Only missing February and June this year – and we only have January because a xerox of it was stuck to the reverse side of a frame in Tom Brakefield’s Jean Blanchard archive of caricatures (posted last week).
According to this January column, Warner’s submitted Buccaneer Bunny, Tweetie Pie, Hop Look and Listen and Scardy Cat for an Academy Award nomination. Only Tweety made the cut – and won!
Sorry I don’t have a larger version of this month’s column – you’ll have to squint like I did to read about Michael Maltese’s roach party – and much about Hawley Pratt…
Apparently Jean Blanchard left the studio to write a book – and Treg Brown takes over the chores for the rest of the year – on Mr. Selzer’s orders. Much about the background of Carl Stalling here – noting his first cartoon was Galloping Gaucho and tying together the Kansas City roots of Stalling, Freleng and Disney.
Beyond the fantastic cover image the cartoon studio provided, this month Tedd waxes on about the joys of visiting the all-female ink and Paint department; and tells us of Gerry Chiniquy who went to Fairfax High School in Hollywood – and co-starred with Baby Peggy in silent films!
Eddie Selzer receives the Oscar from Shirley Temple. Phil DeGaurd also has history with Baby Peggy; and here’s a name I hadn’t heard before: Florence Finkelhor, the head of the ink & paint department.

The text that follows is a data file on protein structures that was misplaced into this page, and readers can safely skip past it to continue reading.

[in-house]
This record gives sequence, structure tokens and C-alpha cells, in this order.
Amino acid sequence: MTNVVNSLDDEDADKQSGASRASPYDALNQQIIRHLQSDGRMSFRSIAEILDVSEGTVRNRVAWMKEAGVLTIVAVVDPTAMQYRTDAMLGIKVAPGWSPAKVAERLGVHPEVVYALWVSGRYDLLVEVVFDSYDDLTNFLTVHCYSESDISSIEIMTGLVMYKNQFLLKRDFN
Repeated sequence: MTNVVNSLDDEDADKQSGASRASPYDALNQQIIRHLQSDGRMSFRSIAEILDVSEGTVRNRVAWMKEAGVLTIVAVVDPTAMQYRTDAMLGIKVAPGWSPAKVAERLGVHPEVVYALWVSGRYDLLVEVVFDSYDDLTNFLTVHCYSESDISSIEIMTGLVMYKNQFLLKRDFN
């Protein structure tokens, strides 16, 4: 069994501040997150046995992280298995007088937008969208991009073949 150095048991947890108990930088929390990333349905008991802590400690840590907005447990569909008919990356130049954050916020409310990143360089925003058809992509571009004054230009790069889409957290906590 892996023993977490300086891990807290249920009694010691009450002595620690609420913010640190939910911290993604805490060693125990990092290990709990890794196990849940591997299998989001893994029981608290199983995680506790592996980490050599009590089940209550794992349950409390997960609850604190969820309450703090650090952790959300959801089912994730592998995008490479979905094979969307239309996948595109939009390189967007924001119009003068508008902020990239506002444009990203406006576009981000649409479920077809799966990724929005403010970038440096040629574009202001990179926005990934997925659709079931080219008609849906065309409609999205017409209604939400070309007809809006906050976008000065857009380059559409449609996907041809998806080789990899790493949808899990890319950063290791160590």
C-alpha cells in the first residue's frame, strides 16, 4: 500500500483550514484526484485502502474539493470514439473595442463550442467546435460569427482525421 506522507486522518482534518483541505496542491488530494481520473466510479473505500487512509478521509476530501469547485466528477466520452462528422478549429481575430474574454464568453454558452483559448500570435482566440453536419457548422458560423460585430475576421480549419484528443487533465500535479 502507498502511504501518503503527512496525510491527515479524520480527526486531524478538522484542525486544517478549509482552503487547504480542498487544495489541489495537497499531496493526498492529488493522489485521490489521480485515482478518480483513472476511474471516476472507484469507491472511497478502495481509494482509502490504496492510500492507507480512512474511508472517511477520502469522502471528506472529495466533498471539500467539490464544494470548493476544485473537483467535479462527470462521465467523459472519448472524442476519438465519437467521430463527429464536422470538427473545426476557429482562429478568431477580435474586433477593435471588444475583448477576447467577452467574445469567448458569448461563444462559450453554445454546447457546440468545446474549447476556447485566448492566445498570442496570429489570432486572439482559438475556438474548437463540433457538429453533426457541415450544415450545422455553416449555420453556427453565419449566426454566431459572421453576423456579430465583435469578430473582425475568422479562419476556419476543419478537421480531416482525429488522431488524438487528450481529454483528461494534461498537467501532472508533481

Meet the Assistant Supervisor of the Ink and Paint Department: Ruth Cavert!
Phil Monroe get a “thumbnail sketch” this month; and the Chuck Jones animators become the beach ball team from Pimento University!
Much ado about Ed Selzer… among the nuggets: Selzer was supposed to start an animation department for Warner Bros. in 1930 – but that got derailed (could Selzer have had anything to do with Buster Bear?). Selzer was in charge of titles ands trailers for Warner Bros. (and all publicity) in the 1930s. Irv Spector flew in from New York to visit the Warner Studio and his old friends there… Maltese and Foster got advance copies of their Capitol Bugs Bunny records.
All about cameraman Ken Moore, who started at Iwerks and did camera on Snow White before joining Warner Bros. And Linda Jones finds a note in a bottle.
All about Ed Selzer’s assistant Helen Braver.
All about inbetweener Jack Phillips. Ben Hardaway returns to the studio as a story man for Freleng. Most interesting is the notice of Alan Pakula joining the staff as John Burton’s assistant. Pakula would later go onto greater success and fame as producer of To Kill A Mockingbird (1962) and later the director of such big films as All The President’s Men (1976) and Sophie’s Choice (1982)!